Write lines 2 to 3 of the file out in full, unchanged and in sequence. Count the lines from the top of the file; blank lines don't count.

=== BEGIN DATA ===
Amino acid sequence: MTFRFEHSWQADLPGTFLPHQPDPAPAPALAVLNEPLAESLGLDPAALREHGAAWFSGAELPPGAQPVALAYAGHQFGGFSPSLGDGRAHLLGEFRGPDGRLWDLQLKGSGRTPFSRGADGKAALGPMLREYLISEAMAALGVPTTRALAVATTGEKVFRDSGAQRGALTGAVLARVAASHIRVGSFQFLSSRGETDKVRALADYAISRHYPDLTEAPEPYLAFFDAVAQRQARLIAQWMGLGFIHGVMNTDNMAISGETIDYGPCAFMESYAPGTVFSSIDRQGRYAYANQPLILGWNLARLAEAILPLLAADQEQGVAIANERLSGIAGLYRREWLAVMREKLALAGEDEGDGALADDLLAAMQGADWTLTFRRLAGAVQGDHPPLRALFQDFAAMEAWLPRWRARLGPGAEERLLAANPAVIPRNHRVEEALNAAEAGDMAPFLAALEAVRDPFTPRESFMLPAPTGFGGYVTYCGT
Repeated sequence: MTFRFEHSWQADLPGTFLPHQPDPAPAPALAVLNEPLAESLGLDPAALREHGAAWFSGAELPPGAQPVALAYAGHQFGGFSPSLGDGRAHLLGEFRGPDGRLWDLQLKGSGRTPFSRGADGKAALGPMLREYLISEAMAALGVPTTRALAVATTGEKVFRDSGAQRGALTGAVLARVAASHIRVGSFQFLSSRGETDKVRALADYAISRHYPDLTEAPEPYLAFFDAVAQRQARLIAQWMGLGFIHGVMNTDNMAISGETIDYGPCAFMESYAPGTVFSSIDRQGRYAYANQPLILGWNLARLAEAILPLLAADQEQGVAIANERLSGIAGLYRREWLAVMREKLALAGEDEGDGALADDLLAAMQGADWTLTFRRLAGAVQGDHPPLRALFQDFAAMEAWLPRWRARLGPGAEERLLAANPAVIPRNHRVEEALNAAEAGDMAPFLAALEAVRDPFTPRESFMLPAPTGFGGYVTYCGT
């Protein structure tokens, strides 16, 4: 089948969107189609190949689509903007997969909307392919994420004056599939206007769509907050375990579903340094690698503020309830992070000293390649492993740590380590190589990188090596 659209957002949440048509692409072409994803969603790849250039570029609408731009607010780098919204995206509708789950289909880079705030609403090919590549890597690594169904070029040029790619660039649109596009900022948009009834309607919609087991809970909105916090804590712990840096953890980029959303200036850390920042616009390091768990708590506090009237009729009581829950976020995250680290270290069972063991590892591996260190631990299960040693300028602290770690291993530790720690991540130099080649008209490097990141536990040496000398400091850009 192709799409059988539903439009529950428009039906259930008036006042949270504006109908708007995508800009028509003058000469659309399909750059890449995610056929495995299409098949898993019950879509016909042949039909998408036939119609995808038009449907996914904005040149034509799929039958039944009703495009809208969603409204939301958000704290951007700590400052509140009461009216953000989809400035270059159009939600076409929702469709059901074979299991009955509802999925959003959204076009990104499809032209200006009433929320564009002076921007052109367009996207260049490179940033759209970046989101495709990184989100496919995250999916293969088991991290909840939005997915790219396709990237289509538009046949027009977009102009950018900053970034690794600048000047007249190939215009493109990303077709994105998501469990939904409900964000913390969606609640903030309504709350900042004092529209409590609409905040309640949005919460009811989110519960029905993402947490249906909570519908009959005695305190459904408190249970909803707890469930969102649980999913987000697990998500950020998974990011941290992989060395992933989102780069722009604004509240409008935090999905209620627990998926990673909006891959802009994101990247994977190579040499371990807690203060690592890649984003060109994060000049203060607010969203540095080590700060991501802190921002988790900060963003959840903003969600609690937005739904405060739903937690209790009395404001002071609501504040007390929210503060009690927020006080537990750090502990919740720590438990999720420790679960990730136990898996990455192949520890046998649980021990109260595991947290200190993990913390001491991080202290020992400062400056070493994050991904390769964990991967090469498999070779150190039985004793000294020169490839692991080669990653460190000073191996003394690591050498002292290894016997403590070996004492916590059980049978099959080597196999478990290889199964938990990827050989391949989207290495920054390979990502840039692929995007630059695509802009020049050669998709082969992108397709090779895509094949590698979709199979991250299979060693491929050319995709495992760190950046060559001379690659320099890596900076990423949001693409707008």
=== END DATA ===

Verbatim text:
Repeated sequence: MTFRFEHSWQADLPGTFLPHQPDPAPAPALAVLNEPLAESLGLDPAALREHGAAWFSGAELPPGAQPVALAYAGHQFGGFSPSLGDGRAHLLGEFRGPDGRLWDLQLKGSGRTPFSRGADGKAALGPMLREYLISEAMAALGVPTTRALAVATTGEKVFRDSGAQRGALTGAVLARVAASHIRVGSFQFLSSRGETDKVRALADYAISRHYPDLTEAPEPYLAFFDAVAQRQARLIAQWMGLGFIHGVMNTDNMAISGETIDYGPCAFMESYAPGTVFSSIDRQGRYAYANQPLILGWNLARLAEAILPLLAADQEQGVAIANERLSGIAGLYRREWLAVMREKLALAGEDEGDGALADDLLAAMQGADWTLTFRRLAGAVQGDHPPLRALFQDFAAMEAWLPRWRARLGPGAEERLLAANPAVIPRNHRVEEALNAAEAGDMAPFLAALEAVRDPFTPRESFMLPAPTGFGGYVTYCGT
């Protein structure tokens, strides 16, 4: 089948969107189609190949689509903007997969909307392919994420004056599939206007769509907050375990579903340094690698503020309830992070000293390649492993740590380590190589990188090596 659209957002949440048509692409072409994803969603790849250039570029609408731009607010780098919204995206509708789950289909880079705030609403090919590549890597690594169904070029040029790619660039649109596009900022948009009834309607919609087991809970909105916090804590712990840096953890980029959303200036850390920042616009390091768990708590506090009237009729009581829950976020995250680290270290069972063991590892591996260190631990299960040693300028602290770690291993530790720690991540130099080649008209490097990141536990040496000398400091850009 192709799409059988539903439009529950428009039906259930008036006042949270504006109908708007995508800009028509003058000469659309399909750059890449995610056929495995299409098949898993019950879509016909042949039909998408036939119609995808038009449907996914904005040149034509799929039958039944009703495009809208969603409204939301958000704290951007700590400052509140009461009216953000989809400035270059159009939600076409929702469709059901074979299991009955509802999925959003959204076009990104499809032209200006009433929320564009002076921007052109367009996207260049490179940033759209970046989101495709990184989100496919995250999916293969088991991290909840939005997915790219396709990237289509538009046949027009977009102009950018900053970034690794600048000047007249190939215009493109990303077709994105998501469990939904409900964000913390969606609640903030309504709350900042004092529209409590609409905040309640949005919460009811989110519960029905993402947490249906909570519908009959005695305190459904408190249970909803707890469930969102649980999913987000697990998500950020998974990011941290992989060395992933989102780069722009604004509240409008935090999905209620627990998926990673909006891959802009994101990247994977190579040499371990807690203060690592890649984003060109994060000049203060607010969203540095080590700060991501802190921002988790900060963003959840903003969600609690937005739904405060739903937690209790009395404001002071609501504040007390929210503060009690927020006080537990750090502990919740720590438990999720420790679960990730136990898996990455192949520890046998649980021990109260595991947290200190993990913390001491991080202290020992400062400056070493994050991904390769964990991967090469498999070779150190039985004793000294020169490839692991080669990653460190000073191996003394690591050498002292290894016997403590070996004492916590059980049978099959080597196999478990290889199964938990990827050989391949989207290495920054390979990502840039692929995007630059695509802009020049050669998709082969992108397709090779895509094949590698979709199979991250299979060693491929050319995709495992760190950046060559001379690659320099890596900076990423949001693409707008």